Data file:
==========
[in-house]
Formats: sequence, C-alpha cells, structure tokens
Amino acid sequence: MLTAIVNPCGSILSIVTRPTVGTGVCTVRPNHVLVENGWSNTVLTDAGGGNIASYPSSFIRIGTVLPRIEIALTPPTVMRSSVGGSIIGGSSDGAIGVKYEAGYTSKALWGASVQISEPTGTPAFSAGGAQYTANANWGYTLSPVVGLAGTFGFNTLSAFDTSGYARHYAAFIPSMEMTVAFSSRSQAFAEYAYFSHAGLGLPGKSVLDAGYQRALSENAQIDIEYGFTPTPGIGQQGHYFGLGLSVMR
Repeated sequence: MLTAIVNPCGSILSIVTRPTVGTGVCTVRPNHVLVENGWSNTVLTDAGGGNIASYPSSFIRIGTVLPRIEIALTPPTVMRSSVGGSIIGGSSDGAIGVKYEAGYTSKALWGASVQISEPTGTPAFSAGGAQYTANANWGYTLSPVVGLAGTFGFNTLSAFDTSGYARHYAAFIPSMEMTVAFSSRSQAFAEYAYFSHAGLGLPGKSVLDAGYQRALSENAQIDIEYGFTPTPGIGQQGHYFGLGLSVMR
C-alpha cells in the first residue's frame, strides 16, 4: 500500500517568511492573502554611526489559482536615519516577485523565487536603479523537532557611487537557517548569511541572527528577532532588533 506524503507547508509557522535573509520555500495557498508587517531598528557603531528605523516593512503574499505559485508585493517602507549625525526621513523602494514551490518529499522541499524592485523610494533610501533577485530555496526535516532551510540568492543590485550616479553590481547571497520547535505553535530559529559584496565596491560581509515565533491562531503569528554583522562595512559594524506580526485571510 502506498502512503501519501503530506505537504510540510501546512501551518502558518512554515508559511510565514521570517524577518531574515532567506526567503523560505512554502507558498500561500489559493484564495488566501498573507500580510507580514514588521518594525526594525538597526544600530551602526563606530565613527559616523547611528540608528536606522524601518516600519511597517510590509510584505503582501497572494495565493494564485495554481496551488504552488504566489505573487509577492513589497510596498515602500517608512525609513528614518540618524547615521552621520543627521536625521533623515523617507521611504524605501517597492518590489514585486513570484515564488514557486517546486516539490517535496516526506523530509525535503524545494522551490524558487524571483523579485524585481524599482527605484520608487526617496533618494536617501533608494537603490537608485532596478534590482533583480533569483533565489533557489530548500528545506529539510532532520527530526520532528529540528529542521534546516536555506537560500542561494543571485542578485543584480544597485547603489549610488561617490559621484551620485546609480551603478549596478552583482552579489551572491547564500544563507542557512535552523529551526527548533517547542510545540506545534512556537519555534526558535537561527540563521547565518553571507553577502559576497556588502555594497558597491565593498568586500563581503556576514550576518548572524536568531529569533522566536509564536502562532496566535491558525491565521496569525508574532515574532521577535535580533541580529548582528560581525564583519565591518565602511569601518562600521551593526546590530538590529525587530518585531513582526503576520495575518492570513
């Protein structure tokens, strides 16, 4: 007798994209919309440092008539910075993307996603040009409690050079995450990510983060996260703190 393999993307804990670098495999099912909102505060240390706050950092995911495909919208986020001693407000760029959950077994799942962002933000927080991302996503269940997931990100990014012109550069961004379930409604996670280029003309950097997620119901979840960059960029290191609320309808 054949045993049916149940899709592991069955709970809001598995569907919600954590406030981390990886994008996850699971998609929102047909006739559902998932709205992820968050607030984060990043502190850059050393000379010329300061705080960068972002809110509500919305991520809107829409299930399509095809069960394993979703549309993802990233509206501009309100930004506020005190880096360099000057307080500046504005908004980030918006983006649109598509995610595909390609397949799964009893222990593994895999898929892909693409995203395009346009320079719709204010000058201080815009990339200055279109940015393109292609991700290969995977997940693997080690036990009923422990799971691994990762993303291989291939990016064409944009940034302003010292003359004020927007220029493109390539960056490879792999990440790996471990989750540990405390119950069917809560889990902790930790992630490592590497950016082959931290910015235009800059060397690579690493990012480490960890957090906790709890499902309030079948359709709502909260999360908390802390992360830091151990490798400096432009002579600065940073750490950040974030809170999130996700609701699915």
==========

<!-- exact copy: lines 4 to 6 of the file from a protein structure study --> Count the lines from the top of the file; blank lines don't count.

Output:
Repeated sequence: MLTAIVNPCGSILSIVTRPTVGTGVCTVRPNHVLVENGWSNTVLTDAGGGNIASYPSSFIRIGTVLPRIEIALTPPTVMRSSVGGSIIGGSSDGAIGVKYEAGYTSKALWGASVQISEPTGTPAFSAGGAQYTANANWGYTLSPVVGLAGTFGFNTLSAFDTSGYARHYAAFIPSMEMTVAFSSRSQAFAEYAYFSHAGLGLPGKSVLDAGYQRALSENAQIDIEYGFTPTPGIGQQGHYFGLGLSVMR
C-alpha cells in the first residue's frame, strides 16, 4: 500500500517568511492573502554611526489559482536615519516577485523565487536603479523537532557611487537557517548569511541572527528577532532588533 506524503507547508509557522535573509520555500495557498508587517531598528557603531528605523516593512503574499505559485508585493517602507549625525526621513523602494514551490518529499522541499524592485523610494533610501533577485530555496526535516532551510540568492543590485550616479553590481547571497520547535505553535530559529559584496565596491560581509515565533491562531503569528554583522562595512559594524506580526485571510 502506498502512503501519501503530506505537504510540510501546512501551518502558518512554515508559511510565514521570517524577518531574515532567506526567503523560505512554502507558498500561500489559493484564495488566501498573507500580510507580514514588521518594525526594525538597526544600530551602526563606530565613527559616523547611528540608528536606522524601518516600519511597517510590509510584505503582501497572494495565493494564485495554481496551488504552488504566489505573487509577492513589497510596498515602500517608512525609513528614518540618524547615521552621520543627521536625521533623515523617507521611504524605501517597492518590489514585486513570484515564488514557486517546486516539490517535496516526506523530509525535503524545494522551490524558487524571483523579485524585481524599482527605484520608487526617496533618494536617501533608494537603490537608485532596478534590482533583480533569483533565489533557489530548500528545506529539510532532520527530526520532528529540528529542521534546516536555506537560500542561494543571485542578485543584480544597485547603489549610488561617490559621484551620485546609480551603478549596478552583482552579489551572491547564500544563507542557512535552523529551526527548533517547542510545540506545534512556537519555534526558535537561527540563521547565518553571507553577502559576497556588502555594497558597491565593498568586500563581503556576514550576518548572524536568531529569533522566536509564536502562532496566535491558525491565521496569525508574532515574532521577535535580533541580529548582528560581525564583519565591518565602511569601518562600521551593526546590530538590529525587530518585531513582526503576520495575518492570513
């Protein structure tokens, strides 16, 4: 007798994209919309440092008539910075993307996603040009409690050079995450990510983060996260703190 393999993307804990670098495999099912909102505060240390706050950092995911495909919208986020001693407000760029959950077994799942962002933000927080991302996503269940997931990100990014012109550069961004379930409604996670280029003309950097997620119901979840960059960029290191609320309808 054949045993049916149940899709592991069955709970809001598995569907919600954590406030981390990886994008996850699971998609929102047909006739559902998932709205992820968050607030984060990043502190850059050393000379010329300061705080960068972002809110509500919305991520809107829409299930399509095809069960394993979703549309993802990233509206501009309100930004506020005190880096360099000057307080500046504005908004980030918006983006649109598509995610595909390609397949799964009893222990593994895999898929892909693409995203395009346009320079719709204010000058201080815009990339200055279109940015393109292609991700290969995977997940693997080690036990009923422990799971691994990762993303291989291939990016064409944009940034302003010292003359004020927007220029493109390539960056490879792999990440790996471990989750540990405390119950069917809560889990902790930790992630490592590497950016082959931290910015235009800059060397690579690493990012480490960890957090906790709890499902309030079948359709709502909260999360908390802390992360830091151990490798400096432009002579600065940073750490950040974030809170999130996700609701699915």